# Quadrature from x=0 to x=Inf?

I have previously used QuadGK over a finite interval. Now I need to do numeric integration from x=0 to x=Inf, and wonder if there is a routine that supports this? [I need to check scaling, etc. of the “continuous” Poisson distribution.]

Any suggestions?

QuadGK already supports this:

julia> using QuadGK

julia> quadgk(x -> exp(-x), 0, Inf, rtol=1e-5)
(0.9999999997018256, 2.779309769038174e-6)

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Thanks for tip. I have problems making it work. Consider:

using SpecialFunctions, QuadGK, Plots
# "Continuous" Poisson distribution
function poisson(x,λ=1)
return λ^x*exp(-λ)/gamma(x+1)
end


I can plot the “continuous” Poisson distribution, see grey lines below:

The markers have been generated using the Distribution.jl package.
The “continuous” Poisson function is not a proper pdf because the integral from zero to infinity differs from unity. So I’d like to find scaling constants depending on \lambda.

With \lambda = 1, it works:

julia> quadgk(x->poisson(x),0,Inf)
(0.8338114480884391, 5.717008672714917e-9)


However, for \lambda = 2, quadgk crashes:

julia> quadgk(x->poisson(x,2),0,Inf)
DomainError with 0.9375:
integrand produced NaN in the interval (0.875, 1.0)

Stacktrace:
[1] evalrule(::QuadGK.var"#14#23"{var"#35#36",Float64}, ::Float64, ::Float64, ::Array{Float64,1}, ::Array{Float64,1}, ::Array{Float64,1}, ::typeof(LinearAlgebra.norm))...


Can you replicate this crash, or is it related to a previously reported LinearAlgebra problem on my i9-9900 home computer?

Can you modify you poisson function to show the input when the output is nan? Is it that 0.9375?

Not exactly sure how to do that. Some kind of try - catch?

I should say that Wolfram Alpha computes the result without problem. [But is inconvenient to work with.]

I’m not at the computer, but I’d just do something like

if isnan(....)
println(...)
end


before returning

OK – I’m trying this:

# "Continuous" Poisson distribution
function poisson(x,λ=1)
if isnan(λ^x*exp(-λ)/gamma(x+1))
println(x)
end
return λ^x*exp(-λ)/gamma(x+1)
end


leading to

julia> quadgk(x->poisson(x,2),0,Inf)
1871.5213495195621
DomainError with 0.9375:
integrand produced NaN in the interval (0.875, 1.0)

Stacktrace:
[1] evalrule(::QuadGK.var"#14#23"{var"#5#6",Float64}, ::Float64, ::Float64, ::Array{Float64,1}, ::Array{Float64,1}, ::Array{Float64,1}, ::typeof(LinearAlgebra.norm)) at C:\Users...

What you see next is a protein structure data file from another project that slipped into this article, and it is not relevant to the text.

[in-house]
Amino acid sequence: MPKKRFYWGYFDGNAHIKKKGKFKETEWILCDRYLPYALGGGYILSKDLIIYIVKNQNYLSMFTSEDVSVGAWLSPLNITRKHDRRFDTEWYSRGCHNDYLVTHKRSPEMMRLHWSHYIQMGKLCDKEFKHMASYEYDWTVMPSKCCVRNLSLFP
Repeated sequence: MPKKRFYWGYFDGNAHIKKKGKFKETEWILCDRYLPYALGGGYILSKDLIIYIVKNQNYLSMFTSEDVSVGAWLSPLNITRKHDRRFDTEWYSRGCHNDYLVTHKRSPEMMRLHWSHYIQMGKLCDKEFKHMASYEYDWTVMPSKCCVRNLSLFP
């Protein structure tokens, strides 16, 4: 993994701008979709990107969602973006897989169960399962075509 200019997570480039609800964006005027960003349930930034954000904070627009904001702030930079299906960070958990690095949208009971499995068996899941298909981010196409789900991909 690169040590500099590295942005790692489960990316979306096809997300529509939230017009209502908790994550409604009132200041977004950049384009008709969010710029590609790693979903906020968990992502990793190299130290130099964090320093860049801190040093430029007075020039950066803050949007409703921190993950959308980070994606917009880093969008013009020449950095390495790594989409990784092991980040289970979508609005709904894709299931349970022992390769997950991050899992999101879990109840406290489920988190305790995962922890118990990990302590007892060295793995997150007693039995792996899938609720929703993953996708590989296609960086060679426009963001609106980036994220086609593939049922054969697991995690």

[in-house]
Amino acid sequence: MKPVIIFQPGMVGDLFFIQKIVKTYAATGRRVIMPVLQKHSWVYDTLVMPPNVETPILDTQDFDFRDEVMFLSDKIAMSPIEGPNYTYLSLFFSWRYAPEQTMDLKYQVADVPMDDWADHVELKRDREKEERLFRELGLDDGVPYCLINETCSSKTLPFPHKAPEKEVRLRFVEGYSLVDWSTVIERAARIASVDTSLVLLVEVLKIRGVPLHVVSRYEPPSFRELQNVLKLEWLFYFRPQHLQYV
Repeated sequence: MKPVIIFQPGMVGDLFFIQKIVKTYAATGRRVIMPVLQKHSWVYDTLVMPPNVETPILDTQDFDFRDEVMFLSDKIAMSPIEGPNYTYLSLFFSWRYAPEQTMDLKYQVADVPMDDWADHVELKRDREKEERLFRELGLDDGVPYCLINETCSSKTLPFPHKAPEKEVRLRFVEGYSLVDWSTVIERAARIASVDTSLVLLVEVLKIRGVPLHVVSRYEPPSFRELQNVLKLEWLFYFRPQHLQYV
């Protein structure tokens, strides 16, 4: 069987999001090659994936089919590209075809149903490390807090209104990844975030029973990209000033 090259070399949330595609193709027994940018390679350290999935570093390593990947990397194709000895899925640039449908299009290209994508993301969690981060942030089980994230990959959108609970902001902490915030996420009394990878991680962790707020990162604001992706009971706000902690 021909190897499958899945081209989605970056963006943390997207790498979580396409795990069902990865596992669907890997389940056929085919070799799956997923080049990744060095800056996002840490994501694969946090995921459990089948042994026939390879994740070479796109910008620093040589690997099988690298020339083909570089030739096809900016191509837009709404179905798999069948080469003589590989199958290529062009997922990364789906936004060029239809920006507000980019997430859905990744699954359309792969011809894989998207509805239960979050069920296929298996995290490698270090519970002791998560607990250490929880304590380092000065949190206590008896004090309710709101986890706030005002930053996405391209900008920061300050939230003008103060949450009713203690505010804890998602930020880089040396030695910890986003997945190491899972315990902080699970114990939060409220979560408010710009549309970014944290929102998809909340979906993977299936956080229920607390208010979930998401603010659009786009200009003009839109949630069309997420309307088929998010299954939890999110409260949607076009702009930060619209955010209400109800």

Hm… could it be that my function is numerically poor? I returned to the original poisson function:

julia> poisson(1871.5213495195621,2)
NaN

julia> poisson(BigFloat(1871.5213495195621),2)
1.946532642091951927364768066088547511008985129095238634528284797438114570307282e-4751


Would there be a way around this?

It is:

julia> function poisson(x,λ=1)
if isnan(λ^x*exp(-λ)/gamma(x+1))
@show λ^x; @show exp(-λ); @show gamma(x+1)
end
return λ^x*exp(-λ)/gamma(x+1)
end
poisson (generic function with 2 methods)

julia> poisson(1871.5213495195621,2)
λ ^ x = Inf
exp(-λ) = 0.1353352832366127
gamma(x + 1) = Inf
NaN


You have Inf/Inf

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OK – I solved the problem by rephrasing the function:

# "Continuous" Poisson distribution
function poisson_ln(x,λ=1)
fX_ln = x*log(λ) - λ - log(gamma(x+1))
return exp(fX_ln)
end


(That’s an exception, not a “crash”.) The basic issue is that your poisson function returns NaN for large arguments:

julia> poisson(1e4,2)
NaN


This is due to a spurious overflow that arises in how you defined it: λ^x == 2^(1e4) == Inf and gamma(1e4+1) == Inf, so you are computing Inf / Inf which gives NaN. In fact, the final result is representable if you rearrange your computation of the poisson function to combine all of the exponents into a single exp call

julia> function poisson(x,λ=1)
return exp(-λ + x * log(λ) - loggamma(x+1))
end


which then gives:

julia> poisson(1e4,2)
0.0


at which point quadgk has no problem:

julia> quadgk(x->poisson(x,2),0,Inf)
(0.9470194210852405, 3.1332612554072925e-9)


(On a separate note, realize that integrating over an infinite interval with a generic routine like quadgk is internally transformed into a singular integrand on a finite interval. Because the integrand is effectively singular, it can be more challenging to integrate accurately, so sometimes you have to increase the requested tolerance rtol from the default ~ 1e-8.)

(Alternatively, you could use Gauss–Legendre quadrature for this sort of integrand, but that requires more manual intervention in terms of properly rescaling the integrand and selecting the number of quadrature points.)

Ah, sounds like you mostly figured it out for yourself. However, be sure to use loggamma(x+1) and not log(gamma(x+1)) — the latter can spuriously overflow. e.g. for x=1e4, the log(gamma(x+1)) call gives Inf whereas loggamma(x+1) gives 82108.92783681436. (In this particular case, the overflow may be harmless because the final exp call underflows to 0.0 in both cases.)

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